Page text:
Anyway, we go through some rustic wooden gates, stone walls on either side and you suddenly realize it’s the exact spot where Frodo saw Gandalf coming into town in the opening scenes of The Fellowship of the Ring and your palms are starting to sweat because this is just too darn awesome!

Beyond that entrance is a town carved in the hills, cooler than Ewok tree houses, cooler than the stone cities of Petra, this is Hobbiton. Beautiful circular doorways, brightly hued, inviting you to come inside, except on the other side is nothing but your imagination, and lots of dirt...

Chimney’s sticking out of the ground, immaculate gardens that somehow look like they’ve been there forever, there’s even an over grown veggie patch with a scarecrow – seriously how often do you get to see a scarecrow these days?

The tour starts at the bottom of a hill on top of which is the illustrious Bag End, sporting a splendid fake tree of shiny leaves. Beautiful. Juxtaposed against the hole of a poor Hobbit, complete with a beautiful door but no windows, we are told that apparently the poorer the Hobbit, the lesser the windows...

By this point the tour guide is getting annoyed with my daughter and I because we are the ones staying behind taking photos along with the Japanese tourists who got so used to us interrupting their photo ops that they started offering us cough lollies...

I went a bit crazy with the photo’s after a while, even more so when I began doing that thing where you hold your camera out in front of you and photograph yourself looking like a total idiot. I was thinking I would make the coolest slide show ever made at the end of the day, but now as I look back on it, what a dorkI It doesn’t help that my “selfie” shots were taken with an SLR as big as some kind of experimental weapon of mass destruction.

But I didn’t care, I was having fun, and my three year old thought Daddy was being cool. At least, that's what I choose to believe...

Perhaps the best part was the “stone” bridge went over across the river to the Green Dragon, the final destination of the whole tour, where you get a complimentary Cider, ginger ale or specially brewed Hobbit Beer which is only available in this part of the world. I took a lot of “selfies” there as well.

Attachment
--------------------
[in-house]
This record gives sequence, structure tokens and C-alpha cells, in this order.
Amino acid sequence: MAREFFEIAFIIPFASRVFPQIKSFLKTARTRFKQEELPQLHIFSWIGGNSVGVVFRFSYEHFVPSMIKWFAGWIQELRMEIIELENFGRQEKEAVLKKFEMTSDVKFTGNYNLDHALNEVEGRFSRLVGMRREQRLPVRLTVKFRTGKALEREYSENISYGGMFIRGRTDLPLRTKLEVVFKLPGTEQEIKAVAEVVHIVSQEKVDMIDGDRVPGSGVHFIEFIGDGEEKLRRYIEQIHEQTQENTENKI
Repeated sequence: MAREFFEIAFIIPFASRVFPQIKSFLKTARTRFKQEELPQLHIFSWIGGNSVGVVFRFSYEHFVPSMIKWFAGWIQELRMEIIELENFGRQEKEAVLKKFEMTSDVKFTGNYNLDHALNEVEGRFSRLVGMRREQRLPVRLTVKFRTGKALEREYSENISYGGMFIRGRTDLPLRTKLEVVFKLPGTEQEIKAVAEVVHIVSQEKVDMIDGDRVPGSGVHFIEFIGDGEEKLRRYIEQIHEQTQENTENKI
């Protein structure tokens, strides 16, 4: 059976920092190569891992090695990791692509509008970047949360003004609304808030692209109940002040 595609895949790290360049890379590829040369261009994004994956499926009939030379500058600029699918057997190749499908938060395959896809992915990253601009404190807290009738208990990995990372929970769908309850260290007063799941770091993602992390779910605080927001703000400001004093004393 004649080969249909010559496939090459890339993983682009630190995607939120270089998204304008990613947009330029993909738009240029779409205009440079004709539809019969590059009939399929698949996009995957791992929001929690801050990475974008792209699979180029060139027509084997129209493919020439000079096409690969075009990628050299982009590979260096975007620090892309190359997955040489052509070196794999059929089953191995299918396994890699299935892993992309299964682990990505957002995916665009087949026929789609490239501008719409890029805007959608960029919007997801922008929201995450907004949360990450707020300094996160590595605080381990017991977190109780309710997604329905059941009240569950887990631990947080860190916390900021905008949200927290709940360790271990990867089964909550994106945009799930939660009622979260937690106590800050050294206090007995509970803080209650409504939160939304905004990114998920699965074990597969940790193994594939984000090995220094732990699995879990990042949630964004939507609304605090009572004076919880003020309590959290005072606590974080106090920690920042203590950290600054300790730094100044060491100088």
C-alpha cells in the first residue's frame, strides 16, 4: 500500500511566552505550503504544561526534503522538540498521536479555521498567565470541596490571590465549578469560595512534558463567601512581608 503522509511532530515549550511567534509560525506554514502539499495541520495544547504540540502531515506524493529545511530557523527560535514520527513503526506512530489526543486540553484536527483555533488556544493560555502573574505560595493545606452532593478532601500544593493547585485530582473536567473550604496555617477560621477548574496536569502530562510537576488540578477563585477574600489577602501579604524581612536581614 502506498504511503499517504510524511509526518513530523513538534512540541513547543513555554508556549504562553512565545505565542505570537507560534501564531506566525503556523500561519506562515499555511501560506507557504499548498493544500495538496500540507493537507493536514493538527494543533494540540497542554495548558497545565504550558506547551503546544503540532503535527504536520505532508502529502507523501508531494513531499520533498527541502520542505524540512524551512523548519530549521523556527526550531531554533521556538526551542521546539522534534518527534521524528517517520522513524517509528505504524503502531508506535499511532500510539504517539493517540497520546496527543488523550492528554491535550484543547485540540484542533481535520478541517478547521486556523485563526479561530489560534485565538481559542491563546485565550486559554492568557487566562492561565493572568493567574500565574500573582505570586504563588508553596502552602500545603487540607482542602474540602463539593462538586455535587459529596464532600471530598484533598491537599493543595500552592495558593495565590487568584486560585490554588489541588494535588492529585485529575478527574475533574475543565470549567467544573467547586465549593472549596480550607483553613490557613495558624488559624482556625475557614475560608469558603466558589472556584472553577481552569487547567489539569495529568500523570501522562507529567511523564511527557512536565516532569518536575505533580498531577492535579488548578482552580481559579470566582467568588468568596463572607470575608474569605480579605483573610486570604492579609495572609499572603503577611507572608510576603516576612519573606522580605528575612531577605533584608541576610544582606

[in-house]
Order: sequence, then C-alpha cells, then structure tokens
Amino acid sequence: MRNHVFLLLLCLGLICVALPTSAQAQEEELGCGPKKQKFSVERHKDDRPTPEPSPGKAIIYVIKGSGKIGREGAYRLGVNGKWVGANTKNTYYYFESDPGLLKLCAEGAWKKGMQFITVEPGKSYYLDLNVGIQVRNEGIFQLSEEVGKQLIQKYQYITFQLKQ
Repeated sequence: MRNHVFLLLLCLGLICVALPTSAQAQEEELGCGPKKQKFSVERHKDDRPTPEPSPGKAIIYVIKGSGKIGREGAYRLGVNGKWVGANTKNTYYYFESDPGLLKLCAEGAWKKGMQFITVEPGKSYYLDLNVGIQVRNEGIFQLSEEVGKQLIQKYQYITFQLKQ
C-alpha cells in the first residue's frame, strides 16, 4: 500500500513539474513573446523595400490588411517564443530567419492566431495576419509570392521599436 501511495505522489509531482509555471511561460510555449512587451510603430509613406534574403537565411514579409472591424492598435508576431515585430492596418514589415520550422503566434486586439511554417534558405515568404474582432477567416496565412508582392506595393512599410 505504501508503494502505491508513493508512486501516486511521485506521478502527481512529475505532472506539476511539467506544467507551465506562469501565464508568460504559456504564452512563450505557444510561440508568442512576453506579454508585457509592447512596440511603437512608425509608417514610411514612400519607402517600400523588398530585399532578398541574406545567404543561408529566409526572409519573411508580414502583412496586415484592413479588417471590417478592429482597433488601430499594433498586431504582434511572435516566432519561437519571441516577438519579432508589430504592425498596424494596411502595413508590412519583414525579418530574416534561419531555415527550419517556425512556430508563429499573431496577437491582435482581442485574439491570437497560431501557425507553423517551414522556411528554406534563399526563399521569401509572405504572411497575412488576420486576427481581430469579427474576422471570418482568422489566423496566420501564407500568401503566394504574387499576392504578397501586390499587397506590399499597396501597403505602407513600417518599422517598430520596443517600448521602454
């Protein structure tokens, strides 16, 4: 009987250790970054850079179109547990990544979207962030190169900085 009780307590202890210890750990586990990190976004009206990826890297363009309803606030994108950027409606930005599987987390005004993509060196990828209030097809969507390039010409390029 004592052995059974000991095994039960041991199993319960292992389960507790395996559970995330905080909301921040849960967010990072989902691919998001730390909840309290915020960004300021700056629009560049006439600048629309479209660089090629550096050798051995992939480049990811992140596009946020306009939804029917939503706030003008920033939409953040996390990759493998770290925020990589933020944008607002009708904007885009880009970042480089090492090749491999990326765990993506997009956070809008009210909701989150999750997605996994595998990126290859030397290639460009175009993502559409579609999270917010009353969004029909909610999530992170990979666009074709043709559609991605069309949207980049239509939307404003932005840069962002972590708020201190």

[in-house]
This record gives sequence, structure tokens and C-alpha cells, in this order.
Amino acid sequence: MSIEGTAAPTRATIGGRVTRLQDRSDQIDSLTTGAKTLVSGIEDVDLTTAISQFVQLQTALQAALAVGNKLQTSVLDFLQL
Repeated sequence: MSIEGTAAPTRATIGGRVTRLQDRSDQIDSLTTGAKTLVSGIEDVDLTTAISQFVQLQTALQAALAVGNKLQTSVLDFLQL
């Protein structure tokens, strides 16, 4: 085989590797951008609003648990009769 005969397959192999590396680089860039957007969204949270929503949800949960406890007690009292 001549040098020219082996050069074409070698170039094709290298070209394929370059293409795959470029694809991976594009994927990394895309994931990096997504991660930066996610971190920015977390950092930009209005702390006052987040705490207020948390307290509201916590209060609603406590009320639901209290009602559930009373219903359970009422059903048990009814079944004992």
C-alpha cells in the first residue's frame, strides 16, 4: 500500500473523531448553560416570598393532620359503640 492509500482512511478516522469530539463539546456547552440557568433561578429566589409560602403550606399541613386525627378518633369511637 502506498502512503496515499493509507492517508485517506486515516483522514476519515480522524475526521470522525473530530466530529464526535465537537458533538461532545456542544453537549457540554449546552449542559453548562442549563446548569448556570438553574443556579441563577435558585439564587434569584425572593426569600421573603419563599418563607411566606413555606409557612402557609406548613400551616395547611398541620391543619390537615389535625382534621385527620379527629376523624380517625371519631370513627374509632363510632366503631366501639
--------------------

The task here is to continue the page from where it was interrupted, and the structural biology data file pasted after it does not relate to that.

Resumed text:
There we were, my three year old daughter and I, transported to this medieval “pub”, with cobble stoned floors, an open hearth, oaken tables and clay goblets drinking cider... uh, not my three year old of course, she was drinking the ginger ale, but for a moment there I was a Hobbit, my daughter was a Hobbit and the two of us were doing Hobbit stuff, sucked into the fantasy, the camera being the only thing out of place as I pointed to the exquisitely carved green dragon above the counter and told my princess all about Smaug and his dwarvish hoard under the mountain.

Then the tour guide beckoned us to leave, and I didn't want to go... either because I didn't want it not to be real, or perhaps I just wanted another drink... either way this was one of the coolest daddy-daughter dates I have ever been on.

Some people want rides and interactivity when they go to things, but this experience was quaint, excellently quaint, scenic, absorbing and rich with fantastical ambience, despite the “look but don’t touchiness” about it.
We got back to the cafe where my darling, wife and youngest daughter awaited us; I had a delectable steak sandwich and began to plan my 40th, five years from now, at the Green Dragon.

Yep, I’m a nerd but darn proud of it.

Anyway, I want to leave you now with these pictographs of my day, because as you can see, a picture is worth way more than the 1315 words it took for me to write this review.

(pictures coming soon!)